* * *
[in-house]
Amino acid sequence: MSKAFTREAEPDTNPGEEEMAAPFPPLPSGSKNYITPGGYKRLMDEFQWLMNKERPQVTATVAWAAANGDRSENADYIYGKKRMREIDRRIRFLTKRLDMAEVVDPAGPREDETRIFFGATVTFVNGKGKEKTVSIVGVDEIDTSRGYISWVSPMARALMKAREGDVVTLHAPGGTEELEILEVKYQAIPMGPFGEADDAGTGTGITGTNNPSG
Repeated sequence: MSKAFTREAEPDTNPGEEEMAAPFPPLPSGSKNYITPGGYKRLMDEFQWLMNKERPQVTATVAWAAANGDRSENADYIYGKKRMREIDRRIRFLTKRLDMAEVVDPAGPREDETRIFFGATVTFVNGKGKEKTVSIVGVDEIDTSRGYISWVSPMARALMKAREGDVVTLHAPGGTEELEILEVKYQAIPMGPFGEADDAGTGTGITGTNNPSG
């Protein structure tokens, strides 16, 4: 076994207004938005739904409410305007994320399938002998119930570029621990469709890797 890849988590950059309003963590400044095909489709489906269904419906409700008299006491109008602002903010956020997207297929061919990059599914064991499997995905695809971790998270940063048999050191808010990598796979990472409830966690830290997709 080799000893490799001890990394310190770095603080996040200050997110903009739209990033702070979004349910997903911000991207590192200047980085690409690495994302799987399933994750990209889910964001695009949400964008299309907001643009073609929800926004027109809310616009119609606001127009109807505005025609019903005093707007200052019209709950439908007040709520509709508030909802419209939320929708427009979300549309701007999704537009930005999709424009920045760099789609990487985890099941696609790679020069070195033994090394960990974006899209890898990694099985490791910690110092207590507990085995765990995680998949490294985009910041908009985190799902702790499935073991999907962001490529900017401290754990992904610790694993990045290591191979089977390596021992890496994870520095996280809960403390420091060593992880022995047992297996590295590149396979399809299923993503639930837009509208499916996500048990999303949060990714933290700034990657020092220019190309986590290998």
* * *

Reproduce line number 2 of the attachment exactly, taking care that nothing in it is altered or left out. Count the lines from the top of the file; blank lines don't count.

Amino acid sequence: MSKAFTREAEPDTNPGEEEMAAPFPPLPSGSKNYITPGGYKRLMDEFQWLMNKERPQVTATVAWAAANGDRSENADYIYGKKRMREIDRRIRFLTKRLDMAEVVDPAGPREDETRIFFGATVTFVNGKGKEKTVSIVGVDEIDTSRGYISWVSPMARALMKAREGDVVTLHAPGGTEELEILEVKYQAIPMGPFGEADDAGTGTGITGTNNPSG